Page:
PhotoWhen a family is confronted with the loss of a loved one, whether suddenly or after a lingering illness, it must make final arrangements, either for burial or cremation. Often it's a big expense.

The Funeral Consumers Alliance (FCA) and Consumer Federation of America (CFA) say funeral homes, by and large, do not provide enough pricing information online. The two groups this week called on the Federal Trade Commission (FTC) to amend its Funeral Rule to require important funeral price information to be posted on funeral home websites.

In issuing a joint statement, the two groups noted that this week's Prime Day allowed millions of consumers to compare prices for a huge range of products and save a lot of money.

“However, the most vulnerable consumers in the marketplace must spend thousands of dollars on a funeral and still cannot compare prices online,” the groups said in a joint statement. “Today, the Funeral Consumers Alliance and the Consumer Federation of America urged the FTC to change the Funeral Rule so consumers can make an informed decision on one of the largest purchases they will ever make.”

30 year-old rule

The Funeral rule has been in place for over 30 years and was enacted to give basic price information to consumers planning a funeral. Under the rule, consumers have a right to a general price list when they inquire about funeral arrangements.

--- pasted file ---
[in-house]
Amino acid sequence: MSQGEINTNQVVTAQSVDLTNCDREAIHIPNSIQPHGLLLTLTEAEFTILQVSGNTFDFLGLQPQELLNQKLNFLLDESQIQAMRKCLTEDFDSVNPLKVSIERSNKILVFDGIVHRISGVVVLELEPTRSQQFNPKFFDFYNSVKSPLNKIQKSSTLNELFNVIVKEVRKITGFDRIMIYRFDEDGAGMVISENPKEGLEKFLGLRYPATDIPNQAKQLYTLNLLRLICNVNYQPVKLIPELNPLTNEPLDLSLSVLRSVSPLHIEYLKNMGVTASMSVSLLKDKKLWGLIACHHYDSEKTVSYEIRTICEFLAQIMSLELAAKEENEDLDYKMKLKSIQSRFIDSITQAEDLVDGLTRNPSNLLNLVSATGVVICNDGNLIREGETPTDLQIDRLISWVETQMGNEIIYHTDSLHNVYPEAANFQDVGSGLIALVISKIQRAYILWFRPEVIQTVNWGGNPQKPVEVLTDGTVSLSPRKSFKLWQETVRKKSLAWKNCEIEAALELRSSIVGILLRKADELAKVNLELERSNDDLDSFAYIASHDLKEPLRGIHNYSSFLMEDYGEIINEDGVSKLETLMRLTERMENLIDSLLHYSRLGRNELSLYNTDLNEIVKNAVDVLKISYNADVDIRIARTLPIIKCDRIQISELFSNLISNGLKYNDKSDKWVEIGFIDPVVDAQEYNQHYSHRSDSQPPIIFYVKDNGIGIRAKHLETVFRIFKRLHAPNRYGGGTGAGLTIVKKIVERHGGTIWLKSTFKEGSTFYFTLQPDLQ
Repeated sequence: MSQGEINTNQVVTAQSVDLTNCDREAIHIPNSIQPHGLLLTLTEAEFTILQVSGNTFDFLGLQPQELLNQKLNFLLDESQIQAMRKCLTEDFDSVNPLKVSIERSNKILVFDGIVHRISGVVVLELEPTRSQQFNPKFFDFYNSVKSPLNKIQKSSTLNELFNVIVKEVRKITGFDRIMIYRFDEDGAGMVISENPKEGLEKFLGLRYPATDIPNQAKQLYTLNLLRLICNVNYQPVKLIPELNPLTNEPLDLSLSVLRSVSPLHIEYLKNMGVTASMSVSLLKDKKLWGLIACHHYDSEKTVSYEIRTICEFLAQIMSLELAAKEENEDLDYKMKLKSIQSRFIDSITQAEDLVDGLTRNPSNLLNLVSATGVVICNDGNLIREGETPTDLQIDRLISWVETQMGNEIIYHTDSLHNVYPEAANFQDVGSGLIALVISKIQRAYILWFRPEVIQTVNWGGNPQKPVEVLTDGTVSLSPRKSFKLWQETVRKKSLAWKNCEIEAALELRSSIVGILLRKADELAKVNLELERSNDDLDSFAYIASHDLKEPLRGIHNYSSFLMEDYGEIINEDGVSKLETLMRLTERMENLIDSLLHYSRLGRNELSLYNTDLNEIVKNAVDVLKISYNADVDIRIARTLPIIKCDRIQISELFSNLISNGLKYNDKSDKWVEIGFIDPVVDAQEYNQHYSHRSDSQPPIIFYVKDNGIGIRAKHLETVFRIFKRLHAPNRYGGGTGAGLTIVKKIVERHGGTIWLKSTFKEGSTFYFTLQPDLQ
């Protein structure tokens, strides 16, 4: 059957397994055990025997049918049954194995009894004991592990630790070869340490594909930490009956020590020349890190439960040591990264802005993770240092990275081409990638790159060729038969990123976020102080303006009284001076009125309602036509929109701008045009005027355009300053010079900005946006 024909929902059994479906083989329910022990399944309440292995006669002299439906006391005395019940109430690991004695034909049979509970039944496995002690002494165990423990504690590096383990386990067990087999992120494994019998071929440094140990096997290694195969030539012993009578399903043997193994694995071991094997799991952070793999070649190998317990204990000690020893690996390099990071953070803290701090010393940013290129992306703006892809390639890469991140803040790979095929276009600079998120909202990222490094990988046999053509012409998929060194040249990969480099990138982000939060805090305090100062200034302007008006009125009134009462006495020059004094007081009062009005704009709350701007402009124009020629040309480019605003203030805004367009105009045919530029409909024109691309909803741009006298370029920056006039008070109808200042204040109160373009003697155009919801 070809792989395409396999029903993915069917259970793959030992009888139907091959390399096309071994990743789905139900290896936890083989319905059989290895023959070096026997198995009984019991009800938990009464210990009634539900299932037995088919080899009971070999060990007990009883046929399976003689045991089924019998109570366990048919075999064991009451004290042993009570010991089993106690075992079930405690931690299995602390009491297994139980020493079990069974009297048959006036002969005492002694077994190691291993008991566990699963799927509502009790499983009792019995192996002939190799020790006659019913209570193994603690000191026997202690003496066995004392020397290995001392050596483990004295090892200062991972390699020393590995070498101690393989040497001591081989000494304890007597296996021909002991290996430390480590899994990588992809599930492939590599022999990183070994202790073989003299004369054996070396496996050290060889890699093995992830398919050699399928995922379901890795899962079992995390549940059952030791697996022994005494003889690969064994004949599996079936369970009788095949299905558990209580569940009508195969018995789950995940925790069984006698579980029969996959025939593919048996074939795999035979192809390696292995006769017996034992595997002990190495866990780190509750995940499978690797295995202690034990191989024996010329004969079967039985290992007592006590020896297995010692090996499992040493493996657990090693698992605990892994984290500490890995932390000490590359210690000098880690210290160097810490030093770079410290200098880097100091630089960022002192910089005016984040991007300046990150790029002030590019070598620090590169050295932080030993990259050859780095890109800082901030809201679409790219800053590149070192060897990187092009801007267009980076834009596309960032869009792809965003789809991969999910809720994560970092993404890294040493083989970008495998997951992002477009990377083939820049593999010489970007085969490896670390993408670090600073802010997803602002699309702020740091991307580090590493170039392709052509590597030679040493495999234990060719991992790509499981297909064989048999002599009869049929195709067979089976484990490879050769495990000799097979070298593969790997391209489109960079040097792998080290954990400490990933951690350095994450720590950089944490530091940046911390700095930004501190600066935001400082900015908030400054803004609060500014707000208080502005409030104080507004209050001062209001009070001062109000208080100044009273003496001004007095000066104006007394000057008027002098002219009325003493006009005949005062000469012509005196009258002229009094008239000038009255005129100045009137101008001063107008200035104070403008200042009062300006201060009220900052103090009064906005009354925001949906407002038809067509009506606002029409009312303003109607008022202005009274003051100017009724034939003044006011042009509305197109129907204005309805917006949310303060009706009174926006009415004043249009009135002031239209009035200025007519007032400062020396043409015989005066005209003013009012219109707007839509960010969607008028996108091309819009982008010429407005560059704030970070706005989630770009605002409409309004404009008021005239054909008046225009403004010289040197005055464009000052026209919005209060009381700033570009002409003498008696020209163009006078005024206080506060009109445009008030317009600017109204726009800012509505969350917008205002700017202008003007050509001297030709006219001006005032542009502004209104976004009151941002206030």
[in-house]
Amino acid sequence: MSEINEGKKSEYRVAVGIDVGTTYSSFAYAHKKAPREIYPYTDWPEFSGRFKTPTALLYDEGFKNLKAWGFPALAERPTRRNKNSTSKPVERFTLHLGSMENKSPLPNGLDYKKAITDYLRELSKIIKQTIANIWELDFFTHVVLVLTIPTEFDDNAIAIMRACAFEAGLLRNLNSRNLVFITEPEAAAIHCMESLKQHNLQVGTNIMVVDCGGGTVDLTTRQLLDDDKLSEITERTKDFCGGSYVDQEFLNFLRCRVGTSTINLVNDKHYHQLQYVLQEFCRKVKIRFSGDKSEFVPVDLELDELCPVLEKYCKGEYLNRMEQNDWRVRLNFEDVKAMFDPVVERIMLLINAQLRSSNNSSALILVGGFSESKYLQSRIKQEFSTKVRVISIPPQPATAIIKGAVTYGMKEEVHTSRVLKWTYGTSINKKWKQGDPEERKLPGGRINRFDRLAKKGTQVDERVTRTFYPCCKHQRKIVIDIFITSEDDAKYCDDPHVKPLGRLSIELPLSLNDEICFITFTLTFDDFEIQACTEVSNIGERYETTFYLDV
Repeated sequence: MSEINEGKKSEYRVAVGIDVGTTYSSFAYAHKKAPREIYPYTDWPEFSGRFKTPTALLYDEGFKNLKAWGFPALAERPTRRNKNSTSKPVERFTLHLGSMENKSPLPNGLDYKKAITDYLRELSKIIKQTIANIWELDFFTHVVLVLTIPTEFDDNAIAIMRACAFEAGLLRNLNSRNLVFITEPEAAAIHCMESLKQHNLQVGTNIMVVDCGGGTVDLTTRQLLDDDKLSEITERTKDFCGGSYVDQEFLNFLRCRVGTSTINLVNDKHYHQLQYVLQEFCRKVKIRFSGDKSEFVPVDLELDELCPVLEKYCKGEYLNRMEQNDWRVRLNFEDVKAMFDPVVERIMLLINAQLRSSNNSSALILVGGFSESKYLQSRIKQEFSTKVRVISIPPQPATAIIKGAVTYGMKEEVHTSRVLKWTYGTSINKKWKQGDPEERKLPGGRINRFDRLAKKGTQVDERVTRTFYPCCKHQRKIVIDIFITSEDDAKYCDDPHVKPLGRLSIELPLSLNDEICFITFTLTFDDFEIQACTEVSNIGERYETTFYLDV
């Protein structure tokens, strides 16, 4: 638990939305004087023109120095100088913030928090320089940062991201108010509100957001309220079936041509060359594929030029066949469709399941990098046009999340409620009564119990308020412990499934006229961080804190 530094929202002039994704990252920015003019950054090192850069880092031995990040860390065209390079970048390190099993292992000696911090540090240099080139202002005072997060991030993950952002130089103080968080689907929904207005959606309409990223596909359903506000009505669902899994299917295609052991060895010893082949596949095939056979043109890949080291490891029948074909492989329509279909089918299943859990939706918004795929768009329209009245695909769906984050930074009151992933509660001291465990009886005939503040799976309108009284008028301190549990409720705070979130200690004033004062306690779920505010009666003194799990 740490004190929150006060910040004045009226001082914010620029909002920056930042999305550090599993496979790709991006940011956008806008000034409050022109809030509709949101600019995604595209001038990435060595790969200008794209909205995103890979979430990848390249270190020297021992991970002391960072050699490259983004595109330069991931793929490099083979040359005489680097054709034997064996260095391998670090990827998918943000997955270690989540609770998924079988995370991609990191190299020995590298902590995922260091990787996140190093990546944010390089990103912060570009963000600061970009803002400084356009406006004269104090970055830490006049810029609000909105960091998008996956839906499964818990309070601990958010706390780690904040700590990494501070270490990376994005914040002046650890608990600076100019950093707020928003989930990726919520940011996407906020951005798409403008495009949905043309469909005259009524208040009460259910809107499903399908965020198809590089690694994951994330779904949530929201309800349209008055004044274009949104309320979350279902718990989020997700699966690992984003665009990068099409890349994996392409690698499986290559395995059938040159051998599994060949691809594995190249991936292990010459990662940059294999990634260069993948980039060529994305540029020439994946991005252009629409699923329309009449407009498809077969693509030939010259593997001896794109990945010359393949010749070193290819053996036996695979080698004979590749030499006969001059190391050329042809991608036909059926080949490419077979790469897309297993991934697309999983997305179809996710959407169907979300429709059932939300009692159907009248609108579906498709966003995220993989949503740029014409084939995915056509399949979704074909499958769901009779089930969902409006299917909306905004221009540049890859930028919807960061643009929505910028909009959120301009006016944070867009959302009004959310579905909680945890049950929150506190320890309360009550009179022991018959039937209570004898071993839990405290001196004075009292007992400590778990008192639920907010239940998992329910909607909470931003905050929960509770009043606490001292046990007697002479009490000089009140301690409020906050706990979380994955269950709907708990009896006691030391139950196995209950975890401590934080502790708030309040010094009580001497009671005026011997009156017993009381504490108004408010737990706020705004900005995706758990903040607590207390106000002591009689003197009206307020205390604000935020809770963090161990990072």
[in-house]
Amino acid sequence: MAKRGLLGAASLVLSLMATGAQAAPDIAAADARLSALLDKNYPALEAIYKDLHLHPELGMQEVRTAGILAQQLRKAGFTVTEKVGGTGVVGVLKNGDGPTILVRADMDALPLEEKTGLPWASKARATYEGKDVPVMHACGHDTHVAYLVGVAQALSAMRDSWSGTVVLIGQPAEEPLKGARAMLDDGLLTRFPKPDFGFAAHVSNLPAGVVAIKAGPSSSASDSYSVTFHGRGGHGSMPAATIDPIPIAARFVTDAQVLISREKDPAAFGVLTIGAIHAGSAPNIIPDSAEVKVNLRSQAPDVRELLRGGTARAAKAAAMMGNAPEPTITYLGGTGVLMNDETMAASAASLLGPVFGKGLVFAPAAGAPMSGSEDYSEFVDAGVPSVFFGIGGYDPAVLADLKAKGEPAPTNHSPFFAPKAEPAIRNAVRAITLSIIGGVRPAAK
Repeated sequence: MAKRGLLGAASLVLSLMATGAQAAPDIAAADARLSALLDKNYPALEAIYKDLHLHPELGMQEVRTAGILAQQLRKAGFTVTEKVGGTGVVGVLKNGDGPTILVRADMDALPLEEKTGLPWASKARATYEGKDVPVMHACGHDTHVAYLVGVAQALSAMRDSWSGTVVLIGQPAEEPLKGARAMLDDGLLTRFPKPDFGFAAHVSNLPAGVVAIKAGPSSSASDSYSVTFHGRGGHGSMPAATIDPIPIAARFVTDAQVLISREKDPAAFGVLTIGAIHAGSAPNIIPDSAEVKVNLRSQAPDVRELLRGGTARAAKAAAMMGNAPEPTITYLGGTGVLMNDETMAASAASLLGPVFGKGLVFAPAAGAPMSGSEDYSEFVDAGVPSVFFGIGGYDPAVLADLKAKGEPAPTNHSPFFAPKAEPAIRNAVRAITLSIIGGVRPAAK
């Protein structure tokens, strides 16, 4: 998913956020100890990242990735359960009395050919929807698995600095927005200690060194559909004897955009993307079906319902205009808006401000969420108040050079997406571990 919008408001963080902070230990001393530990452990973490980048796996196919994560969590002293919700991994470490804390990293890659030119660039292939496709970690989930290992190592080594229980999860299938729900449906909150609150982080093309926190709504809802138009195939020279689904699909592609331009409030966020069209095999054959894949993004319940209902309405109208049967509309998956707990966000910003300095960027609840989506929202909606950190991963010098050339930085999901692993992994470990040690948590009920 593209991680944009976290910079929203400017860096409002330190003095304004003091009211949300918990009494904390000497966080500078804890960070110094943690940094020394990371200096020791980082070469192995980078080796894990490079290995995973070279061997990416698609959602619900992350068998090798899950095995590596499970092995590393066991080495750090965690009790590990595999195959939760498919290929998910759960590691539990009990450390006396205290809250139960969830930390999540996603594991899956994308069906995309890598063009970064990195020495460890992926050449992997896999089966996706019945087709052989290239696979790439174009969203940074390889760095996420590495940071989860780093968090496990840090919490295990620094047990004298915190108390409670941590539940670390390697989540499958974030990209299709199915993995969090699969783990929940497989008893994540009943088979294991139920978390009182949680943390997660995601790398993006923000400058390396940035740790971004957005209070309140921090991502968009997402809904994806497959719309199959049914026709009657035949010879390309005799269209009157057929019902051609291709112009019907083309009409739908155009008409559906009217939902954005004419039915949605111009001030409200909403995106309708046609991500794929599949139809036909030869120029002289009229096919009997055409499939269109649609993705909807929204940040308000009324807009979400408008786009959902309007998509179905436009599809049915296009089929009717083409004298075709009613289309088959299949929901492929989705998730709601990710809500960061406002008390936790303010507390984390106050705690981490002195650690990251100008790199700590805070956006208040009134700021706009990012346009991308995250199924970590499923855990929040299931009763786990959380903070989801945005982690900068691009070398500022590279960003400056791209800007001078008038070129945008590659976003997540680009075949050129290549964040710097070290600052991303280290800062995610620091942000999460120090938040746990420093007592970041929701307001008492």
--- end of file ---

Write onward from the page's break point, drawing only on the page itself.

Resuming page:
The rule specifically gives consumers the right to choose only the goods and services they want. If state law requires the purchase of a particular item, the price list must state that. A funeral home may not refuse, or charge extra, to handle a casket purchased elsewhere.

But the groups say consumers still need the ability to price shop when planning a funeral, and they maintain under current practice that that is often hard to do. While it is true that funeral homes are required to provide price information, it usually requires a face-to-face or telephone conversation.

Antiquated disclosure rules

“The Federal Trade Commission should update antiquated disclosure rules developed in the pre-Internet 1980s,” said Josh Slocum, Executive Director of Funeral Consumers Alliance. “Almost all funeral home websites feature stories on how the funeral home has been providing caring, compassionate service since the days of the horse and buggy but nothing about how much it actually costs.”

Today, Slocum says consumers shop for everything online. The fact that consumers are often emotionally vulnerable when they go through the process of shopping for funeral services makes it even more important for price information to be easily accessible.  

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